As national nonprofits and local hospitals are encouraging residents to donate blood as the coronavirus crisis has not only strained health care facilities but also caused a depletion of the region’s blood supply.
The American Red Cross said they are facing a severe blood shortage due to an unprecedented number of blood drive cancellations in response to the coronavirus outbreak. Nearly 2,700 Red Cross blood drives have been canceled, and in the eastern New York region 23 blood drives have been canceled.
In total, cancellations have resulted in 86,000 fewer blood donations. More than 80 percent of the blood the Red Cross collects comes from blood drives, according to the organization.
The shortage has prompted concerns about how hospitals will treat medical emergencies. According to the Red Cross, a single blood donation can be used to save multiple lives and about one in seven hospital admissions requires a blood transfusion.
“Unfortunately, when people stop donating blood, it forces doctors to make hard choices about patient care, which is why we need those who are healthy and well to roll up a sleeve and give the gift of life.” said Chris Hrouda, president of Red Cross Biomedical Services, in a statement.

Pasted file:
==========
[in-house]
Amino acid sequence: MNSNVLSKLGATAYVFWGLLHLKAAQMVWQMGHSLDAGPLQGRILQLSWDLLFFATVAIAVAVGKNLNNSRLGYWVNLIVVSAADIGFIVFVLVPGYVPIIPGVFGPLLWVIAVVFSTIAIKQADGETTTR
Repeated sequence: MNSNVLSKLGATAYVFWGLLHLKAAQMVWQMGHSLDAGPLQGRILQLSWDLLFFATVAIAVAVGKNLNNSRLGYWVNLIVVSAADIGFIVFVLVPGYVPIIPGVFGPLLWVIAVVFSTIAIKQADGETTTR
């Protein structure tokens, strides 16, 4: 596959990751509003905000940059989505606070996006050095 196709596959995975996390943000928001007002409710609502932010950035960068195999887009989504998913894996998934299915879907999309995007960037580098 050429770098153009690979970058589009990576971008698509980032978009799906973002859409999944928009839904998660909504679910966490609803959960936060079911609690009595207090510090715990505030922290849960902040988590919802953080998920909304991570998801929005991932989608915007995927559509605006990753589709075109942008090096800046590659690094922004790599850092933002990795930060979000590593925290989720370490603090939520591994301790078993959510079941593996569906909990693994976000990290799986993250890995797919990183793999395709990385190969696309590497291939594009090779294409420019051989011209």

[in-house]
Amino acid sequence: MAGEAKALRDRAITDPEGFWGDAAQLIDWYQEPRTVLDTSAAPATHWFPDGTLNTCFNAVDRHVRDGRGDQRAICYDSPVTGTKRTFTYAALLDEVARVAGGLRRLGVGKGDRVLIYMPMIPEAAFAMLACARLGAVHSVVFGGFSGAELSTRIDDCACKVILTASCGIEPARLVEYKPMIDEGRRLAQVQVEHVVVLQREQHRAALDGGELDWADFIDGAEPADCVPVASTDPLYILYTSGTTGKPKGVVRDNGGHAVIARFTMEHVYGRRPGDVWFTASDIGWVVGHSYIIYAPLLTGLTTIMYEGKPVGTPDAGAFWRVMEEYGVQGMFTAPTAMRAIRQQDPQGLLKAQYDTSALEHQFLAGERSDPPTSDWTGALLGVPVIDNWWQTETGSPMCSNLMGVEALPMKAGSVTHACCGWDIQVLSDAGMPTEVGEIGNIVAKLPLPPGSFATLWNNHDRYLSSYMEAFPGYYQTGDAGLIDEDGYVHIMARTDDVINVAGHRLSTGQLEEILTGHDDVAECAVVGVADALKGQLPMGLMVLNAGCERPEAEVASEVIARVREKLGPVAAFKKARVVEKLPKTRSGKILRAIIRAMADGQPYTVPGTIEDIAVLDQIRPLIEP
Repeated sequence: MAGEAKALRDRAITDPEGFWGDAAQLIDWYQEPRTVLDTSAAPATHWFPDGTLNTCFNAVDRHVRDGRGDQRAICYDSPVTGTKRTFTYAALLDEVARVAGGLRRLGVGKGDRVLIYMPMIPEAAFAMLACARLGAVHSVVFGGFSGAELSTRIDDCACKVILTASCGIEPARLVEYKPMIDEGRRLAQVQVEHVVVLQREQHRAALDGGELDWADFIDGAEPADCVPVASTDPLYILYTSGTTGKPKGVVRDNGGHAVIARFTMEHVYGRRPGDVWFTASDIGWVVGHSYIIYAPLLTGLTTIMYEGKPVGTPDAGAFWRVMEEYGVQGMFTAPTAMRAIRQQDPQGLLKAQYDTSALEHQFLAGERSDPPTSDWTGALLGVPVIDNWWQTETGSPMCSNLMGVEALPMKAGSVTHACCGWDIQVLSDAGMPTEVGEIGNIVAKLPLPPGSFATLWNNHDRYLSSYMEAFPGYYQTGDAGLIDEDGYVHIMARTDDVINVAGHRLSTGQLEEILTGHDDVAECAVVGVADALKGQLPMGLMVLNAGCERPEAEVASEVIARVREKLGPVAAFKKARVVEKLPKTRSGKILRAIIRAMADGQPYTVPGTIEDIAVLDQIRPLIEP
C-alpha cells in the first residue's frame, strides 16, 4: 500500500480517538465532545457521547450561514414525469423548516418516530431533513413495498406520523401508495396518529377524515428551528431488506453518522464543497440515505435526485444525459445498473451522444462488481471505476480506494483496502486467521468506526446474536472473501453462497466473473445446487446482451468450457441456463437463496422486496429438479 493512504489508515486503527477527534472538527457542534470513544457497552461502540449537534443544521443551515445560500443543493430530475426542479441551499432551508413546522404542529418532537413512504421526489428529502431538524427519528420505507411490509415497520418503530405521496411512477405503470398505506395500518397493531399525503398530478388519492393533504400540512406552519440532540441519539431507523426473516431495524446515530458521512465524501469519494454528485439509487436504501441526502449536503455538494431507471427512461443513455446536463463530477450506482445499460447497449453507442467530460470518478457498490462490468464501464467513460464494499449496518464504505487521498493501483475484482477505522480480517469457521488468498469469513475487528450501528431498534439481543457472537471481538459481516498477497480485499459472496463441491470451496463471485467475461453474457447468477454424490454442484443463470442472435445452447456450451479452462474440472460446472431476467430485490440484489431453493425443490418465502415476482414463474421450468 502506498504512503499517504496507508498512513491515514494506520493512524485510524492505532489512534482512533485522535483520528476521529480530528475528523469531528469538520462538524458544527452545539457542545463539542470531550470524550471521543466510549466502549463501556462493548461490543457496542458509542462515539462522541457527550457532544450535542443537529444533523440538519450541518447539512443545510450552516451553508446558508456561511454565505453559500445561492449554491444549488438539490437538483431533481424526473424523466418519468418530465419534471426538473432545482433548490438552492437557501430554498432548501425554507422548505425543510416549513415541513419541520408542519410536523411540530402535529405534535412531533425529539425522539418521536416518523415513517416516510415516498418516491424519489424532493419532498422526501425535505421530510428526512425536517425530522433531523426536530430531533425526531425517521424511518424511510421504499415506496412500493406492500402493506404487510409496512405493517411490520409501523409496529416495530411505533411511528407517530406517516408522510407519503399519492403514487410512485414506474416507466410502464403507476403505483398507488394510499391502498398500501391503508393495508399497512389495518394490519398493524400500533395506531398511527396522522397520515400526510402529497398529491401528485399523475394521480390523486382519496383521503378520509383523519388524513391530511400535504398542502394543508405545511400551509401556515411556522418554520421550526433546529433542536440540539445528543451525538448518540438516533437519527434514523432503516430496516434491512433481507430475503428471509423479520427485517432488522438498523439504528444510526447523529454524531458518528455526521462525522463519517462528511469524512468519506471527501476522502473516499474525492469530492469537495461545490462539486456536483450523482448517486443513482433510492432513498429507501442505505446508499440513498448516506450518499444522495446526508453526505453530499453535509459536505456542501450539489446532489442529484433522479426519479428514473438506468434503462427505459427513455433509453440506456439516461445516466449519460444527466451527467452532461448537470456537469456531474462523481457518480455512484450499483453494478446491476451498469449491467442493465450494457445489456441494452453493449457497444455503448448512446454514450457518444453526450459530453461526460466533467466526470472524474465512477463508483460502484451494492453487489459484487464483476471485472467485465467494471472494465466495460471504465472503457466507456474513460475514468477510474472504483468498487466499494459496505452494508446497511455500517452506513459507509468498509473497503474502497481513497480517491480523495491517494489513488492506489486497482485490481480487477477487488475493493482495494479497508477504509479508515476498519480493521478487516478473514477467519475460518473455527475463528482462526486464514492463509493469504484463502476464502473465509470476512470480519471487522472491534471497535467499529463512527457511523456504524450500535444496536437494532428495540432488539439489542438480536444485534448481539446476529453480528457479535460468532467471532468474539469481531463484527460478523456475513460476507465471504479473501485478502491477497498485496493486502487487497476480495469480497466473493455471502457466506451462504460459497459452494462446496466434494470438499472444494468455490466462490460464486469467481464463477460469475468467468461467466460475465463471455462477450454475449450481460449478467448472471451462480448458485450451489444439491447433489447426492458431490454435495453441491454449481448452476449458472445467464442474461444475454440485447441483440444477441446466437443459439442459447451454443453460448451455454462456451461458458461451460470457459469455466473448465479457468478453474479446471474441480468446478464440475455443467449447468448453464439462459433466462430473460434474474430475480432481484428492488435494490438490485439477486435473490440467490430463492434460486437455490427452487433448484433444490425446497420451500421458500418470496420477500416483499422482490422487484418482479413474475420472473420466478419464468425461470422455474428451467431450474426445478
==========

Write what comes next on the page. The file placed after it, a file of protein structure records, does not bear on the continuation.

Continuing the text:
Similarly, The New York Blood Center is urging healthy donors to donate. In addition, they are extending open hours at their donor centers. NYBC operates 19 donor centers across New York and New Jersey. Its Port Jefferson Station Donor Center, located at 1010 Route 112, works closely with St. Charles Hospital.
NYBC officials said these steps have maintained the blood supply for now but stressed that blood is perishable and the supply must be continually replenished to avoid a shortage.
NYBC said they are taking extra precautions to help prevent the spread of COVID-19 and advise people who are experiencing a cold, sore throat, respiratory infection or flu-like symptoms to avoid donor centers.
Stony Brook University Hospital is currently accepting blood donations as well.
Hospital officials said they are constantly monitoring the blood supply situation at its facilities and assured residents that donating blood is safe. Donors are health screened at the hospital entrance, and the donor room is not crowded. The screening process includes completing a form regarding recent travel history and potential acute respiratory symptoms and COVID-19 exposure.
The hospital is accepting blood donations from 9 a.m. to 8 p.m. on weekdays and 9 a.m. to 4 p.m. Saturdays. People can call 631-444-2626 to make an appointment.